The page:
Float to live, a lifesaving campaign
This week creative agency Stuff are delighted to have Lucy Muggleton with us; a creative advertising student from Falmouth University.
Lucy has written a blog about a brand of real importance to Cornwall but also any other coastal environments: the RNLI. Plus, with Stuff being based in the coastal environments of Cornwall and Bristol as well, it’s a brand we also 100% support.
So why this campaign? Lucy said: “Falmouth University’s Woodlane campus, which is home to the Creative Advertising degree, is a five-minute walk from the beach. A perfect way of relieving creative block, but it is a reminder of how close 5,000 alcohol-guzzling students live to a potential death sentence. Water safety has been at the forefront of my mind since moving a year ago, but more so now, as I am a committee member for our universities sailing society. This is why this campaign is so important, because it could, one day, save my life or one of my friends. And, with Stuff now having a Cornish office, I figured there couldn’t be a better time to share this thought-provoking campaign.”
According to the RNLI, around 190 people die a year whilst undertaking leisure activities around our coast. The RNLI (Royal National Lifeboat Institute) took this issue and teamed up with Krow, a creative communications agency based in London to try and reduce these sobering figures. Thus, a campaign was crafted with the ultimate objective of educating people in what to do if they got into difficulties in the water; simple steps that could save lives.
RNLI’s campaign has a sound understanding of its audience, which is predominantly people that aren’t planning on entering the water. The campaign doesn’t single out one particular group; it is applicable to locals and holidaymakers, experienced and inexperienced swimmers alike. The timing of the campaign is indicative towards the target audience too, as it was launched during British summertime, when coastal regions are busy. It ran through different medias, including outdoor posters, radio ads (and Spotify), online and was also shown on catch-up television and in cinemas too.
The campaign urges people to resist their natural instincts of fighting the water. As such it teaches one simple thing: that by staying calm and floating, they will have control of their breathing and then be calm enough to make an informed decision on what to do next.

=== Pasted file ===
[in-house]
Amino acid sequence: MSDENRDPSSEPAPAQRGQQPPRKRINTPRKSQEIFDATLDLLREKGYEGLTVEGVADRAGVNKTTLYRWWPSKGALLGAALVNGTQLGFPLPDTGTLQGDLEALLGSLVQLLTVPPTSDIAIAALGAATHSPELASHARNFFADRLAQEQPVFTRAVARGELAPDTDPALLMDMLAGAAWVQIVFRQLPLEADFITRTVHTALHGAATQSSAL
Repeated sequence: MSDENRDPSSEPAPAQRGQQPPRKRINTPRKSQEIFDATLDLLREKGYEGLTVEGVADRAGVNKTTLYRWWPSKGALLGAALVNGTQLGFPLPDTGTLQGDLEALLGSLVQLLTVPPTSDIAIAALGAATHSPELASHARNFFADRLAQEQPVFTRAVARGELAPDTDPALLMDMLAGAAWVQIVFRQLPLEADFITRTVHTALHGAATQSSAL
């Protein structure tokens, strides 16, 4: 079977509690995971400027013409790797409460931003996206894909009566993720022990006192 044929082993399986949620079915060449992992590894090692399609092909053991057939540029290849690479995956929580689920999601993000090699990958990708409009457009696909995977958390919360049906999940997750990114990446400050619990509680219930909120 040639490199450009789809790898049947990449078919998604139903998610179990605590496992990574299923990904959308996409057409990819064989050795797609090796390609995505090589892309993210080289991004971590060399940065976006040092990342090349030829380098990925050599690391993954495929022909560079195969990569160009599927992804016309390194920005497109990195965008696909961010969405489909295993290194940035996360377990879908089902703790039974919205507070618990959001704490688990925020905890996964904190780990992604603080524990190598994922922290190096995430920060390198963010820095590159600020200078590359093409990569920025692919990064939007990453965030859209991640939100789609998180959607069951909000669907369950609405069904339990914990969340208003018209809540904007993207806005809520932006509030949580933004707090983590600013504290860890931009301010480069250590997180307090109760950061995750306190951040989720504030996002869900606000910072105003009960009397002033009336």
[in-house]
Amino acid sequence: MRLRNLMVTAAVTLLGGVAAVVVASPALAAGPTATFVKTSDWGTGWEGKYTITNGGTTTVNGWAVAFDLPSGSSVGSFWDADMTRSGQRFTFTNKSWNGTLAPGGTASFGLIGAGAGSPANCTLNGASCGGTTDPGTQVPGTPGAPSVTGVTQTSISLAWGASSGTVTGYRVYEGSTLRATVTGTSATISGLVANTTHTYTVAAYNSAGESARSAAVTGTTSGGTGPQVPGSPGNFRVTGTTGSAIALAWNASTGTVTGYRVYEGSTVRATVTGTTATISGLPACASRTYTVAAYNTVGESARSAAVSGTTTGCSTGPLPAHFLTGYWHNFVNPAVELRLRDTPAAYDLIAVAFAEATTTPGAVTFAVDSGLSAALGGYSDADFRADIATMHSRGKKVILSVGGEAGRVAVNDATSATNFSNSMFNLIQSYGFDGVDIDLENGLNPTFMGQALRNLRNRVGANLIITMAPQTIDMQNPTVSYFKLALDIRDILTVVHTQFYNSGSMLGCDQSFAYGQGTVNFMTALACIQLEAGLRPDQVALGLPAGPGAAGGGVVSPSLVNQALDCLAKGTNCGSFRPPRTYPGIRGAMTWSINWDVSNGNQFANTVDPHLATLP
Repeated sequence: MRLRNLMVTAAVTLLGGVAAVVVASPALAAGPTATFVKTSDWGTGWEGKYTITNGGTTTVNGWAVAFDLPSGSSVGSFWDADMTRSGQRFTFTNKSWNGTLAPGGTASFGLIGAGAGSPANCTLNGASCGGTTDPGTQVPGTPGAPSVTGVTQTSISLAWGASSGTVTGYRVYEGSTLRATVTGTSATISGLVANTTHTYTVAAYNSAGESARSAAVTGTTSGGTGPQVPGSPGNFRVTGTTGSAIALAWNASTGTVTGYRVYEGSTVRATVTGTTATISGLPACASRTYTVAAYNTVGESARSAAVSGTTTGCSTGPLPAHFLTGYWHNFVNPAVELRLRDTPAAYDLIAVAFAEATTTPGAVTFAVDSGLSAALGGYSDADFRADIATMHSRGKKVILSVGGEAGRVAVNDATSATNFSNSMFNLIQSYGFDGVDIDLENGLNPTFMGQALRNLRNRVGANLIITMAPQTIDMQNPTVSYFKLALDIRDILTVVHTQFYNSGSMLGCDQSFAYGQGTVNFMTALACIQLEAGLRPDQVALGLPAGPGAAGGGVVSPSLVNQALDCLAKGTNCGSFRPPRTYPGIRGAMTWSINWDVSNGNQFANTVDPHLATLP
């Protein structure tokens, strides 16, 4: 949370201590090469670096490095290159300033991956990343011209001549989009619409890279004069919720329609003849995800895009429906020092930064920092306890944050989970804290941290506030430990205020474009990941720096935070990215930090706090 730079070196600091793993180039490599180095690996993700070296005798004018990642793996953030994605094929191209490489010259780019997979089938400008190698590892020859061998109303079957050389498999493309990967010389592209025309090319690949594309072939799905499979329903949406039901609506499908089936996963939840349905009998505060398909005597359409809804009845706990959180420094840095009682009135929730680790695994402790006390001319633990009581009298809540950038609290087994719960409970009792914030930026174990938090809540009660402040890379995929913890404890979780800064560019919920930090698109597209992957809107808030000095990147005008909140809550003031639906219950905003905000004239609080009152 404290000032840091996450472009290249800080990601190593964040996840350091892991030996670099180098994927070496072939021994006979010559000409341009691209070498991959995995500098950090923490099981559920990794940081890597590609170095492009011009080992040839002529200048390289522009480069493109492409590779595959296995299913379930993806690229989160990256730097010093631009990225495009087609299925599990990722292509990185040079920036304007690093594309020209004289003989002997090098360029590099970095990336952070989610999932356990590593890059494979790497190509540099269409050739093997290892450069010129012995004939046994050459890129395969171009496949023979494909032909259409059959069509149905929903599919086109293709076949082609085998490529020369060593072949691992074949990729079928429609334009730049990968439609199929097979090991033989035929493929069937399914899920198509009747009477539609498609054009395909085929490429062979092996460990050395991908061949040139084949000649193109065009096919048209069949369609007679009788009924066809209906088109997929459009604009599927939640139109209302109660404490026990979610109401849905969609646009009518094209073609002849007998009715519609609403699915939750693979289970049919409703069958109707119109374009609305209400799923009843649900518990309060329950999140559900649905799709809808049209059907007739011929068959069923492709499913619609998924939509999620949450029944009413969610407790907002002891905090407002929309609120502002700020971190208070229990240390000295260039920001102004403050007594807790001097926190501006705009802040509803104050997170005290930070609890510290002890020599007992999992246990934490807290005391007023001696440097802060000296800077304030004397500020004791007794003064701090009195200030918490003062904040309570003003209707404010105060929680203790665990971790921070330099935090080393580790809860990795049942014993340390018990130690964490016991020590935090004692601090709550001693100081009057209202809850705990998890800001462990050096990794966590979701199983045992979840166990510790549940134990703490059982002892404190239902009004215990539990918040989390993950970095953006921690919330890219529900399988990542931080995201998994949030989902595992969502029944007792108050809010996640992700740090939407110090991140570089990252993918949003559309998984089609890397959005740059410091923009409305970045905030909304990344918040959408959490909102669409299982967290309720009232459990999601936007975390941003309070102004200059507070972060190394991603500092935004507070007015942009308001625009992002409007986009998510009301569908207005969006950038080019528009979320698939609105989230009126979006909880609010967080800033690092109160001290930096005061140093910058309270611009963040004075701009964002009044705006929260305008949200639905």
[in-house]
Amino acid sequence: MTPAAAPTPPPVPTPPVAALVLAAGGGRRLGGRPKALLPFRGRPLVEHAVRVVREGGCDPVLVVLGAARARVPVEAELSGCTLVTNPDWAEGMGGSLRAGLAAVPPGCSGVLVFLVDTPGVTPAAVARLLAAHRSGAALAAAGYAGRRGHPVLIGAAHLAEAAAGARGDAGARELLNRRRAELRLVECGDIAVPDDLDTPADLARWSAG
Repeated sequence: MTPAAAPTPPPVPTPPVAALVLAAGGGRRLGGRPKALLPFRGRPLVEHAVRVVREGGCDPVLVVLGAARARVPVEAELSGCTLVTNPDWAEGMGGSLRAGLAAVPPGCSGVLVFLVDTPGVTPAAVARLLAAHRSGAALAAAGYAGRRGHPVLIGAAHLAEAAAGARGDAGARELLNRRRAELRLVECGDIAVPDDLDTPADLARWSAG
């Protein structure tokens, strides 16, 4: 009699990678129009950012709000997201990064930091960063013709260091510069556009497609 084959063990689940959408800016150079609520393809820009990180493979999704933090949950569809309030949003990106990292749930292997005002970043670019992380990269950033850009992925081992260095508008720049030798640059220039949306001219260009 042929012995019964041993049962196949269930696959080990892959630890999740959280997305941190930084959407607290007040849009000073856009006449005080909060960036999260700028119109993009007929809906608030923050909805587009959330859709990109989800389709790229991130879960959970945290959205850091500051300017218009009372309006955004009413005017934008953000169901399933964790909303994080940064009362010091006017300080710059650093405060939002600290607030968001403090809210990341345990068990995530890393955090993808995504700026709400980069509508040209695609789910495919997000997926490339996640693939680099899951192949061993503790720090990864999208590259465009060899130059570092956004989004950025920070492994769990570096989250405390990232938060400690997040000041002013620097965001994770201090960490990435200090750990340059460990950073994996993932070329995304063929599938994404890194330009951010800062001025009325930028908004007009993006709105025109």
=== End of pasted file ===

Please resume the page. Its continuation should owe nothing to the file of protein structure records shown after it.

One of the key reasons this campaign has been so successful is because of it’s big idea ‘Float to live’. The tagline captures the essence of the entire campaign in three words. All headlines then relate back to this and are equally as memorable ‘extend your arms, legs and life expectancy’ to ‘Head back, float. Come back, alive’.
Similar to other public information advertising campaigns, it includes graphic content and shows the audience what it is like to drown. The minute-long TV ad shows men and women, all dressed in a variety of clothing styles struggling against the water whilst experiencing cold-water shock. But before it is too late for the actors, they all float to survive. This makes this campaign distinctive, as it is teaching the audience key water survival skills, in a striking way.
An emotional plea
The tone of this advert triggers an emotional response from the audience, which is another reason for its success. With over 300 glorious beaches in Devon and Cornwall, thousands of tourists holiday here a year, expecting to have fun. This advert is a harsh reminder of how dangerous the water can be, and a reminder that although relaxing is fine, people must always remain vigilant when around coastal areas.
Getting the work right in front of the audience
Despite the campaign being heavily reliant on print and video advertising, it does touch upon ambient advertising. The campaign sees the introduction of a pint glass with copy relating to both ‘Float to live’ and the correlation between drinking alcohol and drowning. The use of which gets the messaging right in front of the potential audience.
In conclusion, this campaign is a successful and important one that tackles a very real issue that most people don’t consider on a daily basis. It equips the general population with the right knowledge to potentially save their own life. In fact, six lives were saved in the first 12 weeks of the campaign, which was a direct result of the line ‘Float to live’. The long-term figures show the campaign to be a successful one. Since the launch in summer 2017 drowning deaths in the South-West have dropped from 33 in 2016 to 18 in 2017.